Reducing the Spread of COVID-19 in Your Condo
By: Lindsey Thurswell Lehr & Berenice M. Mottin-Berger
Protecting the residents and management staff of a building should always be a priority for board members and property managers, and their ability to do so has never been tested more than during the novel COVID-19 outbreak. Most management companies have already implemented their business continuity plan to ensure there are no disruptions in their operation. While it’s important for management to be prepared to deal with the possible impact of this pandemic, it is also imperative that board members stay involved and consider having a preparedness plan of their own.
The first step a board of directors should take—and one that is often overlooked—is to designate a person to stay informed on governmental updates by frequenting reliable websites and signing up to receive alerts. Government and health department websites dedicated to providing COVID-19 updates, such as the CDC’s website, are typically the most reliable sources of information.
Next in order is to have a clear communications plan in place. Effective communication allows both residents and management staff to stay informed about coronavirus updates, safety practices, amenity closures and possible infections in the building. Boards should ensure that rosters are updated with the most current contact information for residents and building staff. They should also consider hiring a third-party platform that allows secure communication between owners and management via email, texts or an app, should they not have these capabilities already.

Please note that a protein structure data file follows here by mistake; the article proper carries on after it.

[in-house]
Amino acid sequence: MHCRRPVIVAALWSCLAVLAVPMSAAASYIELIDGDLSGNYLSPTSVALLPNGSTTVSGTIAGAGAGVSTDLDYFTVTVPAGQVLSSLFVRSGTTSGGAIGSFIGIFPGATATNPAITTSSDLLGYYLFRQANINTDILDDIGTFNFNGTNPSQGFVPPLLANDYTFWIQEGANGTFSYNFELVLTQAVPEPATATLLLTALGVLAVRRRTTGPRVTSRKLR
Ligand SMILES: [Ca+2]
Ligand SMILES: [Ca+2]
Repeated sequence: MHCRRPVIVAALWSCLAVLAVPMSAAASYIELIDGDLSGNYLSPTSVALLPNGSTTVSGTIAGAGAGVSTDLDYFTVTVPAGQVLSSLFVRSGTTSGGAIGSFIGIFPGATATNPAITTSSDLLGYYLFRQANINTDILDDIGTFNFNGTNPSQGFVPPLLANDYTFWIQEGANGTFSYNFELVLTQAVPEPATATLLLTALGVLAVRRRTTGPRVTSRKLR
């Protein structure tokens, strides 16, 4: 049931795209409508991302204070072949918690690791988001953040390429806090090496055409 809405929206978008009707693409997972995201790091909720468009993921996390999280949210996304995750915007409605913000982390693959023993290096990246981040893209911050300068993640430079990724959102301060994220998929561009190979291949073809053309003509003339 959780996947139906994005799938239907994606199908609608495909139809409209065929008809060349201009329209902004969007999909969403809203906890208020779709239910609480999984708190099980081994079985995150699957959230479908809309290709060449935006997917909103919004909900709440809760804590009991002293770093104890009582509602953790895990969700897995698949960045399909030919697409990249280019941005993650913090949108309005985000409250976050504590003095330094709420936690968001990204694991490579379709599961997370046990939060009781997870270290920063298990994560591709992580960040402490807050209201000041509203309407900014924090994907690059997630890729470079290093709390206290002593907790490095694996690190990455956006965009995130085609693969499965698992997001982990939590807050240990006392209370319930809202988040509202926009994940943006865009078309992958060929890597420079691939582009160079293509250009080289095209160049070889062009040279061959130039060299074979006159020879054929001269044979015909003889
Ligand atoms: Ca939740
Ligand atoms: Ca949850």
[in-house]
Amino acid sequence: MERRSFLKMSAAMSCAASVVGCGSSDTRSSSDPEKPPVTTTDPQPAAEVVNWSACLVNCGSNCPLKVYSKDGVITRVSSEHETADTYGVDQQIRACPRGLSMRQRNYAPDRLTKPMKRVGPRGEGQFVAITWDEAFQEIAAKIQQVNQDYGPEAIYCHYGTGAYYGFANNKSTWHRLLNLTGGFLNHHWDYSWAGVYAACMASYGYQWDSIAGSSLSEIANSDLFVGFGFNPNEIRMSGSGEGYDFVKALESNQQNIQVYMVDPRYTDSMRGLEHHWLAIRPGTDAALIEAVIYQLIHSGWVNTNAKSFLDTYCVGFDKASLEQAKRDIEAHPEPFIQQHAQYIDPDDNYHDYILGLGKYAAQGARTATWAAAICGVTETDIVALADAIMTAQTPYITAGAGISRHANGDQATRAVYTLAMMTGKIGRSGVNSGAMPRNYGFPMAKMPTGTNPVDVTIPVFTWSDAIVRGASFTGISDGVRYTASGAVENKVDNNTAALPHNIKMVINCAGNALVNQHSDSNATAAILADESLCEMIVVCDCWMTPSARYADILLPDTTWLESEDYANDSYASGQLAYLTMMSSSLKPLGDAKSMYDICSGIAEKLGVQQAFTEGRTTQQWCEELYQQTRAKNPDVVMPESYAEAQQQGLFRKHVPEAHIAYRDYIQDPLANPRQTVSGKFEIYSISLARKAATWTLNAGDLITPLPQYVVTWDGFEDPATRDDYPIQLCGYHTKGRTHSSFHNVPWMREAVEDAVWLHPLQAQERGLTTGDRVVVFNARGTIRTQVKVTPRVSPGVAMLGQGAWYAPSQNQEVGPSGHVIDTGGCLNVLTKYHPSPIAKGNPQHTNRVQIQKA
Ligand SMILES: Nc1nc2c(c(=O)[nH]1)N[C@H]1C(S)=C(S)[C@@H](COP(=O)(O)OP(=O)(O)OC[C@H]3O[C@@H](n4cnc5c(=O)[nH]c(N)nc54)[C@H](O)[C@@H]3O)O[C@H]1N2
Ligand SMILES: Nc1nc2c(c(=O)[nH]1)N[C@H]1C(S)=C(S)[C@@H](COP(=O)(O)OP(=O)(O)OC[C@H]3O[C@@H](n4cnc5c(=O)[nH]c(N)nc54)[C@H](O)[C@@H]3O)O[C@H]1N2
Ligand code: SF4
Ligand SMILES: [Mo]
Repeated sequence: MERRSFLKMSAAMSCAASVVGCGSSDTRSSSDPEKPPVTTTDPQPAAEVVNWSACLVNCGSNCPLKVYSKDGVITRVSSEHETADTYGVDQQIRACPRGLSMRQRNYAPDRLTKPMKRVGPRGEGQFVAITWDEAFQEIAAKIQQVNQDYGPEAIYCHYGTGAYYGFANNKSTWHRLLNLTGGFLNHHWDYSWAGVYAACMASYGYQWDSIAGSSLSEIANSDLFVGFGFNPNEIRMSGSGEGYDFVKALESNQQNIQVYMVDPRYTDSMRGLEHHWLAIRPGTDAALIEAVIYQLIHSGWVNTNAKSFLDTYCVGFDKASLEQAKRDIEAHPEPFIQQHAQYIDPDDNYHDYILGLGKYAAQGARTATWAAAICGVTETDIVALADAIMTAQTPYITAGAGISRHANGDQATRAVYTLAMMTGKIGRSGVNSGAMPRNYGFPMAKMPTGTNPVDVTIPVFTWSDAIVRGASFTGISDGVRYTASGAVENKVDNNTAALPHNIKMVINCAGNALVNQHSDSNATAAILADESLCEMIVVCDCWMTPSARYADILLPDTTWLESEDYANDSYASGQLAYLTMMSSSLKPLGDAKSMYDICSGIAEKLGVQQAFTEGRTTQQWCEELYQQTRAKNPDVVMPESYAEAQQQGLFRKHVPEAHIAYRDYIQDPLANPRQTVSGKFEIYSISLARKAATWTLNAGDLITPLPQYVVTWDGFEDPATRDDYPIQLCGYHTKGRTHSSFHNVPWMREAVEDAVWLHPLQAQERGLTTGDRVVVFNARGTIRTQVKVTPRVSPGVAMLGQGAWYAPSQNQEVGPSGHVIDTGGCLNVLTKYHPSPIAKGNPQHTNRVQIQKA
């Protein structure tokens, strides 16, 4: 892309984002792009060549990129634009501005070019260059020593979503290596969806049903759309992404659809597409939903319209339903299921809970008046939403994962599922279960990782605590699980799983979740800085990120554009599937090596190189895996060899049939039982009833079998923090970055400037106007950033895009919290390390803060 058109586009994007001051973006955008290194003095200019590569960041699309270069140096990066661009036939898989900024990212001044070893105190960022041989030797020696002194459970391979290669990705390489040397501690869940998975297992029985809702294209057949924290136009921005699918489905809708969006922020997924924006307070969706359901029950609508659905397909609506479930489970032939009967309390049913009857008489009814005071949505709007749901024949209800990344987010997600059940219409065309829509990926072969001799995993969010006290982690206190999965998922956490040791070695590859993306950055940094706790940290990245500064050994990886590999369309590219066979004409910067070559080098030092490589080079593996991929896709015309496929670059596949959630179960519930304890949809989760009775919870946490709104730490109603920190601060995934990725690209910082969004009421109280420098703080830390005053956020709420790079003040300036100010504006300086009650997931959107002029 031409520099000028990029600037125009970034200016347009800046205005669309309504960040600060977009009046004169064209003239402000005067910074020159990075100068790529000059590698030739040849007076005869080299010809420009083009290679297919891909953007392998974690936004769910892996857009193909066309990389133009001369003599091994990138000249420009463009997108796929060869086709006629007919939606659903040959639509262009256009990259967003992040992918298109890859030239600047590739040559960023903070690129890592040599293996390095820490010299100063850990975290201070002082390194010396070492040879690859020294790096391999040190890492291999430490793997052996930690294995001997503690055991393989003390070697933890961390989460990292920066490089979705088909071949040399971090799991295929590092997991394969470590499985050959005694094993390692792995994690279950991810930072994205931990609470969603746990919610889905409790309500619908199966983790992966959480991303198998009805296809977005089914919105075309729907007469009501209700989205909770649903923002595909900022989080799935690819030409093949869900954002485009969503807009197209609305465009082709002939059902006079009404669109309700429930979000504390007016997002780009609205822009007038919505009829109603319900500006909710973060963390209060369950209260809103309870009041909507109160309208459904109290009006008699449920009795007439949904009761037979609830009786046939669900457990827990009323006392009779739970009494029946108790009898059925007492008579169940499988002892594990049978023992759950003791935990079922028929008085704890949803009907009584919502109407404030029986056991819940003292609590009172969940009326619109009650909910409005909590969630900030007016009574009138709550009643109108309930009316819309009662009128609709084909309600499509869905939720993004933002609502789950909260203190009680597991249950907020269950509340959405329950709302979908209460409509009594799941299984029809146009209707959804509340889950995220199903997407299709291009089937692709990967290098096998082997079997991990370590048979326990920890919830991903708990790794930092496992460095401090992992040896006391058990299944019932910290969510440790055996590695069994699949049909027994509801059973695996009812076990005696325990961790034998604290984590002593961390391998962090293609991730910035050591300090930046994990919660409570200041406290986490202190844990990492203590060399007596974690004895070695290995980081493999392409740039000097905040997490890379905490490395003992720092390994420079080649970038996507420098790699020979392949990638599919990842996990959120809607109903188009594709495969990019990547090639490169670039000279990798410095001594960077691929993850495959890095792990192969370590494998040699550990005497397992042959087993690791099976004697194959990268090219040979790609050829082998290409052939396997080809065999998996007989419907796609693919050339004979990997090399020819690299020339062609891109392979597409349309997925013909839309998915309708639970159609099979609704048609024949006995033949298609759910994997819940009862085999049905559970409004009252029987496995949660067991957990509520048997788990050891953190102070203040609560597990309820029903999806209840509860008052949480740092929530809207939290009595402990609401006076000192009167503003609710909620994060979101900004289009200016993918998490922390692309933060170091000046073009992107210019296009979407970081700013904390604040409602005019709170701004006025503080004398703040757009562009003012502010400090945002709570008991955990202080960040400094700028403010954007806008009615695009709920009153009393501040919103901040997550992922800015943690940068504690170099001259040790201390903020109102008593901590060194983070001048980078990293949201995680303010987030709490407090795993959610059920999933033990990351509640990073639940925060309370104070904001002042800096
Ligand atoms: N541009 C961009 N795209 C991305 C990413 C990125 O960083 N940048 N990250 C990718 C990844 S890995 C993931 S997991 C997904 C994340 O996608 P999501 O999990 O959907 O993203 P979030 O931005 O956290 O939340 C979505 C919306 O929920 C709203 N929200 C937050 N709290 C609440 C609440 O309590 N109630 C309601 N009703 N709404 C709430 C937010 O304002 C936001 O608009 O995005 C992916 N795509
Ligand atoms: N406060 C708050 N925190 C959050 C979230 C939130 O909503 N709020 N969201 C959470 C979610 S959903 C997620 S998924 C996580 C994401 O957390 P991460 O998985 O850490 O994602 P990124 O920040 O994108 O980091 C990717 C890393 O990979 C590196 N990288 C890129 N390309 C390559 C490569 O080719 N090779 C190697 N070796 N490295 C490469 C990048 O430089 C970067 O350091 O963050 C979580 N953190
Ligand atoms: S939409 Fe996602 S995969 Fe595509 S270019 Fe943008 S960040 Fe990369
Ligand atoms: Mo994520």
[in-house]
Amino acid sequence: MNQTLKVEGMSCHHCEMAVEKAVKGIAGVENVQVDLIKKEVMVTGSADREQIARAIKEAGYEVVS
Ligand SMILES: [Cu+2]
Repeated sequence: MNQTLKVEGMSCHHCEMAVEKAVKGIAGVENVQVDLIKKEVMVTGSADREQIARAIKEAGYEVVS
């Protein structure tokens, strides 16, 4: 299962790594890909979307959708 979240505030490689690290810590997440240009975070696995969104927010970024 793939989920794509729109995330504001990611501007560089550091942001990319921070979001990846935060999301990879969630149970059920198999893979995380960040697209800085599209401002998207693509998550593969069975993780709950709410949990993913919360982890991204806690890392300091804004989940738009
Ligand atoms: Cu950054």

It is also important to understand that everyone has a role in the well-being and safety of a community. Therefore, it is essential to have management work directly with the building’s board of directors while planning and modifying operations in response to COVID-19. Part of the plan should include how they intend to handle a case where a resident or staff member becomes infected. How the message will be delivered to residents and what safety precautions will be implemented to reduce the spread to others should be discussed with the association’s attorney to make sure the association isn’t exposed to any discrimination claims.
Finally, and most importantly, staying on top of supplies and cleaning procedures—and updating them as needed—will likely provide the highest return on resident health. Increasing the cleaning and sanitation of high traffic areas and items that are touched frequently such as door handles and elevator buttons is essential during a health crisis. Shared workspaces such as valet stations and front desks should be cleaned regularly to avoid the spread of germs. A minimum of two months of essential and consumable supplies should be kept on hand, and cleaning supplies should be restocked regularly.
We hope that the recommendations provided above are helpful. As we continue to navigate these uncharted waters, we will continue to update our blog with information that we feel will be relevant to the community association industry.